Jean Perry Writes
Los Angeles mortgage originator Chris Williams worked for private industry and the federal government before opening his business.
His career began when he was a senior in college. Recruited by the Los Angeles branch of Deloitte Touche, now Deloitte, Haskins and Sells, he went to work as an auditor, with a bachelor’s degree in business administration. After a year at that prestigious company, he went to work for the Internal Revenue Service.
“I worked five years in the IRS’real estate audit group,” he recalled. In his off time he took a home study course in real estate. He passed the state exam, got a salesperson’s license and went to work for Century 21. He was there for six months. Again he used his off time to study for a broker’s license.
He passed that exam too. By now he knew he’d found his passion: putting money to work. Wanting to see, as he puts it, “the bigger picture. . . ” of what money could do, he left the IRS and went to work for the Family Savings and Loans Bank, In los Angeles.
It was a challenging time for small banks and Family was one of many S&L’s that closed, in a
time of bank mergers and acquisitions. Chris was doing loans for residents of Compton and South LA. He was watching the whole banking scene and listening to customers’ experiences. “Consumers were getting hurt and being taken advantage of financially. The government
wanted to give them a safety net from greedy lenders.” Wanting the best for customers, Chris went to work for Sun West Mortgage. “When I first got into mortgages there was little regulation but things changed. I had to stay educated. I had to do a lot of reading. “Soon, he went out on his own to do mortgage lending. He hasn’t regretted it.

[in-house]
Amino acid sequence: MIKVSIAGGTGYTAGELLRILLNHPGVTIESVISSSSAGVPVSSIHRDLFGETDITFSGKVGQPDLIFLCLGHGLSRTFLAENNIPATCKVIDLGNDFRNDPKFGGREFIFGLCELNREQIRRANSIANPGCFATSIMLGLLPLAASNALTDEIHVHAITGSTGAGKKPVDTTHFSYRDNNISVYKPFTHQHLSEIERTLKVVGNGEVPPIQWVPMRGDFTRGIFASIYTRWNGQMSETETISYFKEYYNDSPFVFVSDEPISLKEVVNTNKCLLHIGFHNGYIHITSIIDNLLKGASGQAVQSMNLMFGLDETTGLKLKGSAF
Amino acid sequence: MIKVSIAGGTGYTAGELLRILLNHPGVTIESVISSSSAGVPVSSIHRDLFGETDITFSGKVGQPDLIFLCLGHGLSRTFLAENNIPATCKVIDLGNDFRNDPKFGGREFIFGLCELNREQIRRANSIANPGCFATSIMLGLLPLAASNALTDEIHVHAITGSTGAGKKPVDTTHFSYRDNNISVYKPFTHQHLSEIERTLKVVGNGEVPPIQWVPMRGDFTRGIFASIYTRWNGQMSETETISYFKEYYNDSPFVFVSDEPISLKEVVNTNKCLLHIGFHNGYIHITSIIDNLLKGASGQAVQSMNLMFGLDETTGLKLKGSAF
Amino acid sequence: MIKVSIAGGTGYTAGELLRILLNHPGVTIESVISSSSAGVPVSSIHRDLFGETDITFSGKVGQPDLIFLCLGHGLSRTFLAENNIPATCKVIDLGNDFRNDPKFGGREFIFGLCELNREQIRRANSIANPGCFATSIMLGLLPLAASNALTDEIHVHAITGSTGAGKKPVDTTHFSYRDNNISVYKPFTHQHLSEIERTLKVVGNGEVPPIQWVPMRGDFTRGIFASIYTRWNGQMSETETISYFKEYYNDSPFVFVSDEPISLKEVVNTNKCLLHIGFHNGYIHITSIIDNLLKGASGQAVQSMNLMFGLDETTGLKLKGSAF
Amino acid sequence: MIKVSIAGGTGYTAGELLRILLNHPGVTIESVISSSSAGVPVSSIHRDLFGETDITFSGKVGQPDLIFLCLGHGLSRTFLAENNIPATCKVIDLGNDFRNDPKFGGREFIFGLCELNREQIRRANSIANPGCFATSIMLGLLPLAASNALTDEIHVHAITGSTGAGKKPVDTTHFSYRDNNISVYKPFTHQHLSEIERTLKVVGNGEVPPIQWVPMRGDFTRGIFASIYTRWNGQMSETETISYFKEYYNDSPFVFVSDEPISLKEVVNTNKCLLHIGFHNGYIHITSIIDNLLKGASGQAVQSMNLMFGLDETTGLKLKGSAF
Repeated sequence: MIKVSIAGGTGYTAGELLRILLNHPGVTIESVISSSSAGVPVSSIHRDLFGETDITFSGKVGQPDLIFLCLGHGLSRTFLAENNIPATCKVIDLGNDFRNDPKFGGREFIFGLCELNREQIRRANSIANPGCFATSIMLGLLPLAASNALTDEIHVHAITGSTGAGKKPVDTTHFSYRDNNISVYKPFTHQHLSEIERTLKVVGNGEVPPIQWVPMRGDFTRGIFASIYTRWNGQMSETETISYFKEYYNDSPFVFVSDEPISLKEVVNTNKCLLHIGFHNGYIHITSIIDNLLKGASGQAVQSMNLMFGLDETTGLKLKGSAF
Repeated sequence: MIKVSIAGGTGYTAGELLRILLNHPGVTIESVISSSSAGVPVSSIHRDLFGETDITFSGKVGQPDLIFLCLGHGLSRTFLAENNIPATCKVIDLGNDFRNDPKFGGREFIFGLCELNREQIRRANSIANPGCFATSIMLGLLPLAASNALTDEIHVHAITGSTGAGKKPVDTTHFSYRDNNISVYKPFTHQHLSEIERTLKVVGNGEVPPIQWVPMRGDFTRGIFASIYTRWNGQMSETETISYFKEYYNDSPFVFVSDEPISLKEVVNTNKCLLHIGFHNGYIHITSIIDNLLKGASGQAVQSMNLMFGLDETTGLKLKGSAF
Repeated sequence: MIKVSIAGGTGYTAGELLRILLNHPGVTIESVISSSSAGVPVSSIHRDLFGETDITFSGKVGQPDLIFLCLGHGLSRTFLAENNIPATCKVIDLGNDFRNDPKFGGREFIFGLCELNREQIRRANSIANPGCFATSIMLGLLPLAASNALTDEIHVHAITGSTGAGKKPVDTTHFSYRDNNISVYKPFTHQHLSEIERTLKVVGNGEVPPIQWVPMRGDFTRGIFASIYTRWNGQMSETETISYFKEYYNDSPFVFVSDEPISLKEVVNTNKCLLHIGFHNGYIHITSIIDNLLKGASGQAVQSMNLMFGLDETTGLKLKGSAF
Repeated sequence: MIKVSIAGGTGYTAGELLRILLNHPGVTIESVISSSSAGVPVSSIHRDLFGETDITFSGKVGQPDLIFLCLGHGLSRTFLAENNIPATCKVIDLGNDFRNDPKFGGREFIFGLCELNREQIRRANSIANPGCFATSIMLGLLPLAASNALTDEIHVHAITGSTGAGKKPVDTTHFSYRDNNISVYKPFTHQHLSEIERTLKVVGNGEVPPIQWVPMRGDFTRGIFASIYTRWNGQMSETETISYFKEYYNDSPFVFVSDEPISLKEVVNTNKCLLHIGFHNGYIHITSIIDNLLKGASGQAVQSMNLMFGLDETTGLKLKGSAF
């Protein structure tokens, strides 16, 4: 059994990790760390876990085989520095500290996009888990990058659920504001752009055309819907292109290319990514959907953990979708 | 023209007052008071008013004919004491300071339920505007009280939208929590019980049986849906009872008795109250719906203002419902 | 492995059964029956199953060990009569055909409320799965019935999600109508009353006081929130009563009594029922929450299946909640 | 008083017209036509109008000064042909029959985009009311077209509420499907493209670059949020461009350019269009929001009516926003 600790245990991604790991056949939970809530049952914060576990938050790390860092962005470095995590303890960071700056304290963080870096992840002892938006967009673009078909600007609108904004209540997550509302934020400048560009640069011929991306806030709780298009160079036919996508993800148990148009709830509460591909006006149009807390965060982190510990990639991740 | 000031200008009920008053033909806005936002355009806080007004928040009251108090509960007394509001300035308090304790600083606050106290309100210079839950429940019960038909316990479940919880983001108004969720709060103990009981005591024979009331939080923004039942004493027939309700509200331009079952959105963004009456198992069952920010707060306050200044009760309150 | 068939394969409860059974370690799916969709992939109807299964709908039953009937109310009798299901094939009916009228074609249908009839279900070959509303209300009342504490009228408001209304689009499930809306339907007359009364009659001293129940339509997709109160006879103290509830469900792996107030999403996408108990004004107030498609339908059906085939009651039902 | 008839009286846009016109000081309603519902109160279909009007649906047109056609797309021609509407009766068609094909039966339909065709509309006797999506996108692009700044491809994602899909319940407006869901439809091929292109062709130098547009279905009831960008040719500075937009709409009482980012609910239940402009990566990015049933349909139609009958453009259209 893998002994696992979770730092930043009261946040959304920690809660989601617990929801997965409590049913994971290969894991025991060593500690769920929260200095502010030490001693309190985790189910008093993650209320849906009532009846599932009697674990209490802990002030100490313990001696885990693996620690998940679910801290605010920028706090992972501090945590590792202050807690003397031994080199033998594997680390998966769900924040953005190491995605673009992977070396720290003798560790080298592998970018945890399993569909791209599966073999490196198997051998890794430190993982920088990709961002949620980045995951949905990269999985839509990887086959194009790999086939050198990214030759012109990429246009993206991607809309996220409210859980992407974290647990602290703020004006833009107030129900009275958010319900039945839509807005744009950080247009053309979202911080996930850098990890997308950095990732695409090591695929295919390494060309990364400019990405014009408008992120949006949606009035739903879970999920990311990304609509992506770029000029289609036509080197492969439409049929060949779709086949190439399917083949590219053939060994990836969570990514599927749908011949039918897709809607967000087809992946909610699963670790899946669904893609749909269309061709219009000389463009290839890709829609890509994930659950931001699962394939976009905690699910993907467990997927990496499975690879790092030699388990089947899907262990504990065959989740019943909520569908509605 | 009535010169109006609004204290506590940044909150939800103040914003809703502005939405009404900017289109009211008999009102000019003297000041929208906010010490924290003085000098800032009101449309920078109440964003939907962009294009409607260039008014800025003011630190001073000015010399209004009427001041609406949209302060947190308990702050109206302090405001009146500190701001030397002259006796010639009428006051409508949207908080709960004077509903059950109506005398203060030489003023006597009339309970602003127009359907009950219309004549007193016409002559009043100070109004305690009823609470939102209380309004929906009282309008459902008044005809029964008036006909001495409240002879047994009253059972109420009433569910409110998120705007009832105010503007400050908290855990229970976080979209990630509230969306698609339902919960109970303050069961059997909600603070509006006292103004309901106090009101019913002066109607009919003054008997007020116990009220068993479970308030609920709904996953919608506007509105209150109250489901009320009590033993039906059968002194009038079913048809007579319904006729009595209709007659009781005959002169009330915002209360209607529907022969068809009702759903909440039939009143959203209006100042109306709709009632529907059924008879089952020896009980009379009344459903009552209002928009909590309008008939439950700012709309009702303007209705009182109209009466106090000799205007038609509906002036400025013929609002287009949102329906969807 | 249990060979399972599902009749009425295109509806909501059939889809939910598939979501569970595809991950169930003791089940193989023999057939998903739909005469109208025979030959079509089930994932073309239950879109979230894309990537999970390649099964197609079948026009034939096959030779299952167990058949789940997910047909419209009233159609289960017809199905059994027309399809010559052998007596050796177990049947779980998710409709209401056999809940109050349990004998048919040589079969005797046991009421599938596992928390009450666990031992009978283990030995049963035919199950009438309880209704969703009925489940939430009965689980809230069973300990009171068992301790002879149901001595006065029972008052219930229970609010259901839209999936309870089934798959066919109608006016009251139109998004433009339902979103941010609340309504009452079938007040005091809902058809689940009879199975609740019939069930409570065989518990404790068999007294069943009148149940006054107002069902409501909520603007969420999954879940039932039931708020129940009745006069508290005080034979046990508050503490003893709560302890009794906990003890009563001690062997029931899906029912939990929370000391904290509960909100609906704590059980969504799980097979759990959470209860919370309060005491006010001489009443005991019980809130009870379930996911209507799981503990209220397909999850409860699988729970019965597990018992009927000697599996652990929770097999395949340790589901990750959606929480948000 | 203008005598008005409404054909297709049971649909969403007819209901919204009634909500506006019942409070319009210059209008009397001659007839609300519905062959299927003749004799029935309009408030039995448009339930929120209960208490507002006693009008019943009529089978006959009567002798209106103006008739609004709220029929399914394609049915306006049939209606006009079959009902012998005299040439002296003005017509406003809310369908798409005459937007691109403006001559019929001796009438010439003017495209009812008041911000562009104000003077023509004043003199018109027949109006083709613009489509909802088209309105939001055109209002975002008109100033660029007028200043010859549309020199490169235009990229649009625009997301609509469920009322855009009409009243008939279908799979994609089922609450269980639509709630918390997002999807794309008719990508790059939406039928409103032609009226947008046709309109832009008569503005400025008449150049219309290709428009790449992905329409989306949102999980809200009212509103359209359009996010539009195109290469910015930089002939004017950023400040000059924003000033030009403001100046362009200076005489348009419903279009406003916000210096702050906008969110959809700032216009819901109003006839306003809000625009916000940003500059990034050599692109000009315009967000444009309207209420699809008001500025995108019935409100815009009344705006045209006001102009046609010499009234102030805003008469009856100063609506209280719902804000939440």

His advice to entrepreneurs in any enterprise: “If you want to be self-employed, you have to
take a risk. When you’re young and you’re hungry you should be able to do more and sacrifice more. The bottom line is: give it all you’ve got. Entrepreneurship is not a nine-to-five job. “Business procedures change. Stay updated. After you learn the field, find your niche.
Specialize. You can’t do everything. With a niche you become an authority. When you grow, so does your business.”
To students and workers changing careers he says: “Once you narrow down what you think you‘ll enjoy, go volunteer in that industry for two to three months. See how it functions in real time. You may be surprised! Get educated on how people are treated in that industry. What are the unspoken realities? What experiences do you have to have to be promoted? How will you get those experiences?
“When you make mistakes, learn and move past them. Don’t throw past mistakes into the present. Do that and you’re not going to see your opportunities. Follow your passion, but include service. Ask yourself how you can use what you do, not only to earn a living, but to help others. It’s also important to get a good mentor.”
Contact Chris at Twitter: christopherwilliams@Wi89.
Call or leave him a message at: (310) 215-3401.